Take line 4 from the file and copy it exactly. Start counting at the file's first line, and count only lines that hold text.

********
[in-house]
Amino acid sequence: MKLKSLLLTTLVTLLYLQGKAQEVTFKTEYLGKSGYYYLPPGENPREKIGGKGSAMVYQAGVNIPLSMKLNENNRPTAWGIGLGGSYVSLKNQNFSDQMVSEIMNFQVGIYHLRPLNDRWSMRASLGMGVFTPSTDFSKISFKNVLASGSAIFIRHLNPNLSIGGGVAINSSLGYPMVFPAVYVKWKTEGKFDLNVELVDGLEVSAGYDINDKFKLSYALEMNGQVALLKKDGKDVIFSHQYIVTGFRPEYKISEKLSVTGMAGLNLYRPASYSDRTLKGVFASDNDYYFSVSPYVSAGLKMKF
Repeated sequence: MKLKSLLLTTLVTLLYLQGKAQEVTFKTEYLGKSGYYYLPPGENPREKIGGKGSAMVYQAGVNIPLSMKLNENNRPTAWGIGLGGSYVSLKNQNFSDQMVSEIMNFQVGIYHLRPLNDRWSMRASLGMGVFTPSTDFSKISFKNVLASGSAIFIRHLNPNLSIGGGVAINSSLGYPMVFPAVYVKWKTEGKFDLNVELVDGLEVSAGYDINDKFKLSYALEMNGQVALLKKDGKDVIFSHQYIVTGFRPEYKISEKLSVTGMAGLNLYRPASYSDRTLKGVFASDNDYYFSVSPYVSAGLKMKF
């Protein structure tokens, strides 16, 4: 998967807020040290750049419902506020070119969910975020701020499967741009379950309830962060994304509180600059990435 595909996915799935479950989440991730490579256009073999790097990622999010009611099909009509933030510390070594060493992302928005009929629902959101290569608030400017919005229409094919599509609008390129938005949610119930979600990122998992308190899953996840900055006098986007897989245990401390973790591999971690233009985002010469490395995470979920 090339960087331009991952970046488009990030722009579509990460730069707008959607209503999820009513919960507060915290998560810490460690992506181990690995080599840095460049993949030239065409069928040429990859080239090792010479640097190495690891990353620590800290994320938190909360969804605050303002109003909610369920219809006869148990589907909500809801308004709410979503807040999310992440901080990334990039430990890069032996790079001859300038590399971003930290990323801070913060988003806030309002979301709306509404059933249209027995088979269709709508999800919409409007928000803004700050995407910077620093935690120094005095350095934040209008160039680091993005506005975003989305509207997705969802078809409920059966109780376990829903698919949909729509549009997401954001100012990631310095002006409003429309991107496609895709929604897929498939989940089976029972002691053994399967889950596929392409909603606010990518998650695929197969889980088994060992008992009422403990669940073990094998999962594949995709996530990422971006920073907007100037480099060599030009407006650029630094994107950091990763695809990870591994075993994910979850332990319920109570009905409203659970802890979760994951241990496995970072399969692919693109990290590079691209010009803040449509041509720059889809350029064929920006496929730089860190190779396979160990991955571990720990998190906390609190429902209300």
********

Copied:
């Protein structure tokens, strides 16, 4: 998967807020040290750049419902506020070119969910975020701020499967741009379950309830962060994304509180600059990435 595909996915799935479950989440991730490579256009073999790097990622999010009611099909009509933030510390070594060493992302928005009929629902959101290569608030400017919005229409094919599509609008390129938005949610119930979600990122998992308190899953996840900055006098986007897989245990401390973790591999971690233009985002010469490395995470979920 090339960087331009991952970046488009990030722009579509990460730069707008959607209503999820009513919960507060915290998560810490460690992506181990690995080599840095460049993949030239065409069928040429990859080239090792010479640097190495690891990353620590800290994320938190909360969804605050303002109003909610369920219809006869148990589907909500809801308004709410979503807040999310992440901080990334990039430990890069032996790079001859300038590399971003930290990323801070913060988003806030309002979301709306509404059933249209027995088979269709709508999800919409409007928000803004700050995407910077620093935690120094005095350095934040209008160039680091993005506005975003989305509207997705969802078809409920059966109780376990829903698919949909729509549009997401954001100012990631310095002006409003429309991107496609895709929604897929498939989940089976029972002691053994399967889950596929392409909603606010990518998650695929197969889980088994060992008992009422403990669940073990094998999962594949995709996530990422971006920073907007100037480099060599030009407006650029630094994107950091990763695809990870591994075993994910979850332990319920109570009905409203659970802890979760994951241990496995970072399969692919693109990290590079691209010009803040449509041509720059889809350029064929920006496929730089860190190779396979160990991955571990720990998190906390609190429902209300």